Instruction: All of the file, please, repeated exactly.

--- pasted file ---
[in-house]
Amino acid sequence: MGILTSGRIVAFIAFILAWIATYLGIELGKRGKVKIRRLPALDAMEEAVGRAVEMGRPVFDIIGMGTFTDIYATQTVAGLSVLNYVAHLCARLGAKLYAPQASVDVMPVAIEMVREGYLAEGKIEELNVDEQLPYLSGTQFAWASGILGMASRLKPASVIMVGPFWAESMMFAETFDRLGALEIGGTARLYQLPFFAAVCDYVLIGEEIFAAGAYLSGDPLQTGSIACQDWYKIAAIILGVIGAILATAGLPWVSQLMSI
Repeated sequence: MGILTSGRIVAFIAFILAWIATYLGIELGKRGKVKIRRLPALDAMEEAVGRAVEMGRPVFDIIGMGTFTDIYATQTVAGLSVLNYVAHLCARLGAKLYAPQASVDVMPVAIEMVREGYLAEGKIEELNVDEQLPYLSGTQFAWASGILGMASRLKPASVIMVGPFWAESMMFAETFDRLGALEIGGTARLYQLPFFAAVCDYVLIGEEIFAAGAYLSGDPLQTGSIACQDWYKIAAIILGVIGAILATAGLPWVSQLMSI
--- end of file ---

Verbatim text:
[in-house]
Amino acid sequence: MGILTSGRIVAFIAFILAWIATYLGIELGKRGKVKIRRLPALDAMEEAVGRAVEMGRPVFDIIGMGTFTDIYATQTVAGLSVLNYVAHLCARLGAKLYAPQASVDVMPVAIEMVREGYLAEGKIEELNVDEQLPYLSGTQFAWASGILGMASRLKPASVIMVGPFWAESMMFAETFDRLGALEIGGTARLYQLPFFAAVCDYVLIGEEIFAAGAYLSGDPLQTGSIACQDWYKIAAIILGVIGAILATAGLPWVSQLMSI
Repeated sequence: MGILTSGRIVAFIAFILAWIATYLGIELGKRGKVKIRRLPALDAMEEAVGRAVEMGRPVFDIIGMGTFTDIYATQTVAGLSVLNYVAHLCARLGAKLYAPQASVDVMPVAIEMVREGYLAEGKIEELNVDEQLPYLSGTQFAWASGILGMASRLKPASVIMVGPFWAESMMFAETFDRLGALEIGGTARLYQLPFFAAVCDYVLIGEEIFAAGAYLSGDPLQTGSIACQDWYKIAAIILGVIGAILATAGLPWVSQLMSI